Our first book had sold out a few years before, and we had the feeling it was time for a new edition in our now-standard robust softcover format, and that there remained an unplumbed audience among people who, though perhaps not habitual readers of sailing books, would appreciate the art, writing and social history contained within it. We suspected the Yorkshire writer, poet and broadcaster Ian McMillan was just such a person, and were delighted when he agreed to provide a new Foreword to Holmes of the Humber; here it is:
Words Written on Water
Welcome to a remarkable and many-layered book; to read it is like gazing into water that is apparently still but which, as you stare into it, begins to move. It swirls, it seems to deepen, it seems to contain stories that flit around like fish and somehow, in ways that you can’t fathom, it soaks you with tales and memories that you can never forget.
On one level this is the story of a man called George Holmes, who was born in 1861 and died in 1940. He was a businessman from Hull who was one of those people who grabbed every opportunity for learning and advancement that was on offer in those powerhouses of the late nineteenth and early twentieth centuries. He was a sailor. He was an artist. He was a writer. He was an inventor, developing the kind of boat known as the Canoe Yawl and he was a founder member of the Humber Yawl Club, which was based in Brough but had an influence that stretched across the world.
These are the facts, but this book is about much more than that single, if singular, life. Because of George Holmes and his questing intellect The Humber Yawl club became many things to many different people. It was a self-help group, an engine of industrial development, a haven for autodidacts and people who liked to discuss and argue and make points, and a place where ideas could be floated and tested to see if they would sink or swim. It reminded me of our little conservatory at home when I was a boy, where my dad, who was in the Royal Navy for two decades, would sit with his mate Jack Greensmith and tie fishing flies and mend things like clocks and frying pans and set the world to rights and compose letters to the Trout and Salmon magazine and talk about the open sea. They would have enjoyed the Humber Yawl Club and the club would have welcomed them with open arms as long as they had something to say and something to make.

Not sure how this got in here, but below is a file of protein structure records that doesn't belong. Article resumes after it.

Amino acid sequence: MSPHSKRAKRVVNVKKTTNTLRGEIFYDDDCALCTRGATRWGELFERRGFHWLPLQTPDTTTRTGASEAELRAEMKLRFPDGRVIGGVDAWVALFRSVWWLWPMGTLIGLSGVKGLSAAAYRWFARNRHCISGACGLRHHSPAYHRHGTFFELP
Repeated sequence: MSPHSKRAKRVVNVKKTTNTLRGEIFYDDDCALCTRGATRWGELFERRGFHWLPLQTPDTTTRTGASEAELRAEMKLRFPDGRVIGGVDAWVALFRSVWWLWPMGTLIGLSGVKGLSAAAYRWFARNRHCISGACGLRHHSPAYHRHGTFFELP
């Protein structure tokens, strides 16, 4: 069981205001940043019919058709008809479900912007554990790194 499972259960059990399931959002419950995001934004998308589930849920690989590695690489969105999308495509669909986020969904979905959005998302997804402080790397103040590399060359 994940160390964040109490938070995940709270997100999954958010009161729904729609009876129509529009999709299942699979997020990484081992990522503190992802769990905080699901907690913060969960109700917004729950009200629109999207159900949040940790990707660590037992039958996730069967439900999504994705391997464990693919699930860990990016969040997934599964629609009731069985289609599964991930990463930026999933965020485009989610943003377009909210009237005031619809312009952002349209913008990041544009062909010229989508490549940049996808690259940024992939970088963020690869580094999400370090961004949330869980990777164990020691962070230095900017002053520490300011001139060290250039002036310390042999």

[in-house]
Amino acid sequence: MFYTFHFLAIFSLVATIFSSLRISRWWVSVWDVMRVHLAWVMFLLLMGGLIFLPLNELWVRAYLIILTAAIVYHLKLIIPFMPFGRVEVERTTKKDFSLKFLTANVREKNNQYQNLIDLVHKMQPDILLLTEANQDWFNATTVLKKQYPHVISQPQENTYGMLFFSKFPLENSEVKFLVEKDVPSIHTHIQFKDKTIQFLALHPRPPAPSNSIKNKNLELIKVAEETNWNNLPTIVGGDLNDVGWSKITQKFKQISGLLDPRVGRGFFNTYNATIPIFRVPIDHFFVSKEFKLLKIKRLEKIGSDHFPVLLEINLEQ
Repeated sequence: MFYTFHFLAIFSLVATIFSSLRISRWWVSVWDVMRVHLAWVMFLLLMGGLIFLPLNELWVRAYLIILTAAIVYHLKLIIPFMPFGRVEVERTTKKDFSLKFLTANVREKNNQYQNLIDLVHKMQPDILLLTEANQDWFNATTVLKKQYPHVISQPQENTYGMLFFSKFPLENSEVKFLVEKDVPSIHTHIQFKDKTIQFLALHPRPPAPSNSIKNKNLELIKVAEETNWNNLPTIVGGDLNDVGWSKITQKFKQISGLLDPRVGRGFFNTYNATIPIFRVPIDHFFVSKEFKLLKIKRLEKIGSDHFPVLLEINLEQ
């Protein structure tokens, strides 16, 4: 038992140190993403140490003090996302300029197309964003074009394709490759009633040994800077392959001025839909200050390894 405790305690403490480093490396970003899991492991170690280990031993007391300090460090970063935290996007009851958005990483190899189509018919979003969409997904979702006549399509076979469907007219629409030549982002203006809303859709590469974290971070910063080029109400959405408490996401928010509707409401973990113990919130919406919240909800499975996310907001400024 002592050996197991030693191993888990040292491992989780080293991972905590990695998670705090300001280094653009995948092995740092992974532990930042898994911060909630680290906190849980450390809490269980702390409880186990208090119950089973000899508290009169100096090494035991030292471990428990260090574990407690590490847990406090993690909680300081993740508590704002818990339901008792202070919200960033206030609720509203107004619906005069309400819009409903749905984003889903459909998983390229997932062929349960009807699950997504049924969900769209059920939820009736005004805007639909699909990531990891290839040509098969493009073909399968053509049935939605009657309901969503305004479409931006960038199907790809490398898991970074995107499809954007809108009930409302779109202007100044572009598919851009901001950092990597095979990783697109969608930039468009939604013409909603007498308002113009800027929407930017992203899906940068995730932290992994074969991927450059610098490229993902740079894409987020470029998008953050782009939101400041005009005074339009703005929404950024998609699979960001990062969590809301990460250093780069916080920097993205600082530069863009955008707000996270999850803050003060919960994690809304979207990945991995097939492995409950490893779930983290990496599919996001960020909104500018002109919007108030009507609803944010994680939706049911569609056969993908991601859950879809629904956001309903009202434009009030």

I realise that I’m being a bit poetic here in my description of the goings on at the HYC and the towering figure of George Holmes but I make no apology for that. This is a poetic book written with love and skill; here’s the description of a first sight of Hornsea Mere: ‘Imagine gently rolling ground, richly and beautifully wooded, sloping up from the verge of a lake about a mile in length, and imagine this wood painted as English woods alone could be painted by the unresting hand of nature on a fine Autumnal day and you have Hornsea Mere as I saw it.’ This is English nature writing at its best, echoing people like Edward Thomas, the sentence sloping up as you read with the aid of the well-placed commas and words that fit exactly to the sense and the shape of the writing, like ‘unresting’.
Enjoy this book; enjoy the fact that places like Hull and the surrounding towns and villages have always been Cities (and towns and villages) of Culture, enjoy these vivid tales of vivid people, and gaze into the clear water of the prose, shining in the reflected sun that lights up the sky over the Humber.